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Note to Pols: Looking Green Wins Elections, Governing Green, Not So Much

Earlier this week, Australia passed the Minerals Resource Rent Tax, a tax of 30 percent on profits of the largest iron ore and coal mining companies operating in Australia. The first, tougher version of this initiative was  introduced by former Prime Minister Kevin Rudd, and it ruined him. Unremitting attacks on his environmental policies helped drive his poll numbers down so far that he was dumped by his own party. 

His successor, Julia Gillard, took up the charge for the green agenda, in part because after a narrow election victory she depended on green support to get a majority in the Australian Senate. She consulted the companies that would be affected by the tax. She watered down the bill, and gathered support in parliament. The result? A weaker version of Rudd’s original vision that will bring the government $10.6 billion in revenue—only about 0.2 percent of GDP.

Meanwhile, this bill and an equally contentious carbon trading law (plus public distaste for the political squabbling in the party’s leadership contests) have helped the opposition Liberal Party build up a healthy lead in the polls.

The green agenda hasn’t been the Labour Party’s only problem, but with Australia’s economy turning in a strong performance the government should be close to unbeatable. Politicians everywhere take note: carbon taxes and emission controls can turn mandates into millstones. A Machiavellian would say that while looking green helps Australian politicians win elections, governing green helps to lose them.

Public reaction to high gas prices and the Keystone controversy suggests that Australia may not be the only country where it is politically smarter to fake green sympathies than to actually do much about them.

Will American politicians take note?

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  • Glenn

    How much did national party’s green stance & carbon tax have to do w/ Queensland election? From
    The Australian:
    “Campbell Newman’s Liberal National Party ended Labor’s 14-year reign with a crushing win that could see the ALP struggling to achieve double digit figures in the 89-seat parliament.

    Labor was reduced to only 11 seats in 1974, and on latest counting tonight appeared set to retain only nine seats. Some analysts put the figure even lower, at seven.

    This would mean Labor falling short of official party status and relying on the incoming LNP government to grant it party offices, staff and resources.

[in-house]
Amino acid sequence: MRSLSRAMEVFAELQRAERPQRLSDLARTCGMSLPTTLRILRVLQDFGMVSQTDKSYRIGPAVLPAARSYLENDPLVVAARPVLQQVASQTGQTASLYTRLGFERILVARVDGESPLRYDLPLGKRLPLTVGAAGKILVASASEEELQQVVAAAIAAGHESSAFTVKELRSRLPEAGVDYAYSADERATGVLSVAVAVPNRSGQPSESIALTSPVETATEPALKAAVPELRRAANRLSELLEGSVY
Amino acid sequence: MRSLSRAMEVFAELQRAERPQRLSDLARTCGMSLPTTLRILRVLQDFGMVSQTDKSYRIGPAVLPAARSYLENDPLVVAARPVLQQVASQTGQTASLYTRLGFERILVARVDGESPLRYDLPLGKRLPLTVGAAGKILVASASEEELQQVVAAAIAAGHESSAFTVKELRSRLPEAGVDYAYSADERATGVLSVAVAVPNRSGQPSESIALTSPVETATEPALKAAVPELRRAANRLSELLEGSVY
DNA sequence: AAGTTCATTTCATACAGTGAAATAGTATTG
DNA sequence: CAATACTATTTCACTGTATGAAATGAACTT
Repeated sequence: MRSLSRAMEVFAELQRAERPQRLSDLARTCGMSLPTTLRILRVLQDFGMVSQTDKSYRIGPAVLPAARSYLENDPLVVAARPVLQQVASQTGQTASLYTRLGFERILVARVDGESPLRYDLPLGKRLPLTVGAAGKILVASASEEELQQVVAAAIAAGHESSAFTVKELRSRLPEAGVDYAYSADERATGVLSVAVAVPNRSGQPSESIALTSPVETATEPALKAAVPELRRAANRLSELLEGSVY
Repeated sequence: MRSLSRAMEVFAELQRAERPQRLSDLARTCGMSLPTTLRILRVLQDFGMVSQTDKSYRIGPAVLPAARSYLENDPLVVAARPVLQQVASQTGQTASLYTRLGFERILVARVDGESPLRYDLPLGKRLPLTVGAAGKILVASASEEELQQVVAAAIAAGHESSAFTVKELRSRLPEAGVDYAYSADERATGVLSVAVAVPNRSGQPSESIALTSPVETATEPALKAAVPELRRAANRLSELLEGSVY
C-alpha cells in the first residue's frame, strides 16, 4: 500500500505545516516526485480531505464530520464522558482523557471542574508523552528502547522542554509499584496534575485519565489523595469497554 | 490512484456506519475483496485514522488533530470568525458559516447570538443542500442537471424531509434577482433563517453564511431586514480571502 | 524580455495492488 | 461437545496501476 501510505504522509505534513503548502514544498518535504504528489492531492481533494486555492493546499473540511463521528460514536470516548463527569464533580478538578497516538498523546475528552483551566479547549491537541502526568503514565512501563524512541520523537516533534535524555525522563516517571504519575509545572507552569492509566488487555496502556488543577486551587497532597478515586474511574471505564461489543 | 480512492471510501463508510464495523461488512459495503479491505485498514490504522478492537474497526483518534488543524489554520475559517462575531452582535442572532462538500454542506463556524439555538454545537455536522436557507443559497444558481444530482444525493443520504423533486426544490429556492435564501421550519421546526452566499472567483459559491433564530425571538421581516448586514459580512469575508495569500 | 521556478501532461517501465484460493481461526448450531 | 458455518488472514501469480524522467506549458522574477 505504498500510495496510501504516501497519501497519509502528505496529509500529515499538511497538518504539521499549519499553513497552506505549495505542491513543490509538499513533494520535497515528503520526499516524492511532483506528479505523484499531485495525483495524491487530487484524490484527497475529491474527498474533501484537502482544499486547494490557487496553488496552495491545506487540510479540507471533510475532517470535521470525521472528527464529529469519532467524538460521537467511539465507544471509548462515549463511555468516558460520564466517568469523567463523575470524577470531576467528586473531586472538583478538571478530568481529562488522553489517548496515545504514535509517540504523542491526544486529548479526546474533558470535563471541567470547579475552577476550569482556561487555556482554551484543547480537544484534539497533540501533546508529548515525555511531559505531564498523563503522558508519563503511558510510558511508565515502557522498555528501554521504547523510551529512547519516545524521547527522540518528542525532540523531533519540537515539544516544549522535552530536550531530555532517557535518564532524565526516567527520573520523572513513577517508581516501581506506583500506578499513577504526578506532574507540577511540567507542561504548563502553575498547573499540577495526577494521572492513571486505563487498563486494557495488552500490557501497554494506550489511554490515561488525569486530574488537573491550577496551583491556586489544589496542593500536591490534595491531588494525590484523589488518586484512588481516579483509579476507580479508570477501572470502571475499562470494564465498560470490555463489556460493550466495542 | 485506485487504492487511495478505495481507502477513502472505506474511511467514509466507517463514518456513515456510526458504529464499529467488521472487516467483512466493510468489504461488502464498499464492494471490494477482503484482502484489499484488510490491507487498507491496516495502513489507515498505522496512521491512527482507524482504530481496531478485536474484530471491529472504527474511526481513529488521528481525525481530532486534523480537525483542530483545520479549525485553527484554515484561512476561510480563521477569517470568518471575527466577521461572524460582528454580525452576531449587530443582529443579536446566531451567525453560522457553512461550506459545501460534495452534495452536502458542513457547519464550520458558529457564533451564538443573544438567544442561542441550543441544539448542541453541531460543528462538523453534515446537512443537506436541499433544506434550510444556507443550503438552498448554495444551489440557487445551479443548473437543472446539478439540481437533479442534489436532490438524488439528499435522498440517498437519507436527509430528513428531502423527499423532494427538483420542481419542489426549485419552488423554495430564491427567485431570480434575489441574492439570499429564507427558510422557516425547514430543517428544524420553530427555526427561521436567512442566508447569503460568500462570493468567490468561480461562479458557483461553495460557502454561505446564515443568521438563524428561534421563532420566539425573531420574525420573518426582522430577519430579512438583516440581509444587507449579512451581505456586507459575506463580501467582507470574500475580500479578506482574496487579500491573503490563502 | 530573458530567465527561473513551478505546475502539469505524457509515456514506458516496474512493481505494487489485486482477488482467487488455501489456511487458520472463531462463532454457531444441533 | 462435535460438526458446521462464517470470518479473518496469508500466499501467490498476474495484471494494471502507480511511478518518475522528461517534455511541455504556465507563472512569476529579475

The LNP is expected to have a staggering 74 seats.”

  • While I agree that Green politics are playing a significant part in Australian politics, I think the mining law can be seen much more as a Blue model government directly privileging the public sector over the private. It is very much like the President’s proposal to tax the rich to maintain or expand big government. One difference is that Australia has such a large primary industry creating most of the wealth, that there is enough real wealth to tax so that the public sector can continue to keep itself in the style to which is has become accustomed. That said Australia is altogether quite well run. We had a housing bubble much like the US but managed to avoid financing it with phony baloney credit default swaps. We manage to keep our population healthy at half the cost of the US. Immigration law is not a complete joke. I’m not sure we have done a better job of containing the higher education bubble given that qualification proliferation is out of control. But we have not tied ourselves into precisely regulated knots the way advanced social democracies like Sweden have. Which brings me back to Green politics here. They are a separate party which is looked on very favorably by the left of the Labor party. Anytime the left is disenchanted with a Labor government straying too much to the center it votes Green. The Gillard government is in part dependent on the first Green elected to the lower house. There is another Green story on the other side of politics. The leader of the opposition Malcolm Turnbull made a Carbon Tax deal with then PM Rudd. Then the Climategate emails were released and the Liberal party dumped Turnbull in a matter of days for the dubious, and still leader of the opposition. Tony Abbott, aka ‘The Mad Monk’. Abbott very nearly beat Gillard in the last election and she has become increasingly unpopular. What I hear over and over from Australians is that she broke an unwritten rule when she participated in a back room deal to unseat Kevin Rudd. Australians have this quaint notion that when they elect a PM they should not be subject to party room jiggery pokery before their first term is up. Nonetheless my sense is that dubious Green initiatives like the carbon tax and the generally anti capitalist agenda that permeates the Australian left will will sink Labor at the next election.

  • Duane

    Its the Labor Party in Oz, not the Labour Party. A whim of history.

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